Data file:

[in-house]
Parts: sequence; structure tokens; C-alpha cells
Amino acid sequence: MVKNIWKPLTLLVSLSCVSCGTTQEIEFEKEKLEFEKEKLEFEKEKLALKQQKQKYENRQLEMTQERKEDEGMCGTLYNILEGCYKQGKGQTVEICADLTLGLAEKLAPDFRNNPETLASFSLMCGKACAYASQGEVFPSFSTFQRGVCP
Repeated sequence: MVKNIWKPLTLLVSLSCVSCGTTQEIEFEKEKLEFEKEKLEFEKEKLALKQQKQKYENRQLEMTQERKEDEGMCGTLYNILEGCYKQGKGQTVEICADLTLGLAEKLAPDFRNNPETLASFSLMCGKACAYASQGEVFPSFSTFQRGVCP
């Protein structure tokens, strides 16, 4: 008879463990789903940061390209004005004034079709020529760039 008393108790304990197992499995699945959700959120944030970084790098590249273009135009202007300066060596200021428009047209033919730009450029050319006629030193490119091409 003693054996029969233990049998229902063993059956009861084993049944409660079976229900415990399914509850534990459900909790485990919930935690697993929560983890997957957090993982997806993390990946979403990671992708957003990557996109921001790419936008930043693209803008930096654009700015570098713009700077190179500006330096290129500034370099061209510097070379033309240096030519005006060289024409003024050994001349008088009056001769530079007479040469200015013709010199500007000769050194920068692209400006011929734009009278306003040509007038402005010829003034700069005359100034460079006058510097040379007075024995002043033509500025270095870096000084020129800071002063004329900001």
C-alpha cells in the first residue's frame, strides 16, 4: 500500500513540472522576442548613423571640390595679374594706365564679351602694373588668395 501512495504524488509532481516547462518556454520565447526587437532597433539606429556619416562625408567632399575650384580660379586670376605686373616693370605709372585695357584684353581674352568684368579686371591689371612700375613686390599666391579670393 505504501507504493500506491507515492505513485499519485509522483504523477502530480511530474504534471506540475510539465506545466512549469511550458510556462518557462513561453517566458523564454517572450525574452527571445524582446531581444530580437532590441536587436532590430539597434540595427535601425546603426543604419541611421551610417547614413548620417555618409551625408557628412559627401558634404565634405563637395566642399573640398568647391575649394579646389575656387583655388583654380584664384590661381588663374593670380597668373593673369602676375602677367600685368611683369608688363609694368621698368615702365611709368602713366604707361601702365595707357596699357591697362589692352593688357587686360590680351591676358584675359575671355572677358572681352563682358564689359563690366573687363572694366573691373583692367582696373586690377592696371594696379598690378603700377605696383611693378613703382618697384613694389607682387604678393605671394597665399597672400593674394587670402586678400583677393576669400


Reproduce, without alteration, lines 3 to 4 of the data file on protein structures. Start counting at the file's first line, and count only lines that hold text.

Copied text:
Amino acid sequence: MVKNIWKPLTLLVSLSCVSCGTTQEIEFEKEKLEFEKEKLEFEKEKLALKQQKQKYENRQLEMTQERKEDEGMCGTLYNILEGCYKQGKGQTVEICADLTLGLAEKLAPDFRNNPETLASFSLMCGKACAYASQGEVFPSFSTFQRGVCP
Repeated sequence: MVKNIWKPLTLLVSLSCVSCGTTQEIEFEKEKLEFEKEKLEFEKEKLALKQQKQKYENRQLEMTQERKEDEGMCGTLYNILEGCYKQGKGQTVEICADLTLGLAEKLAPDFRNNPETLASFSLMCGKACAYASQGEVFPSFSTFQRGVCP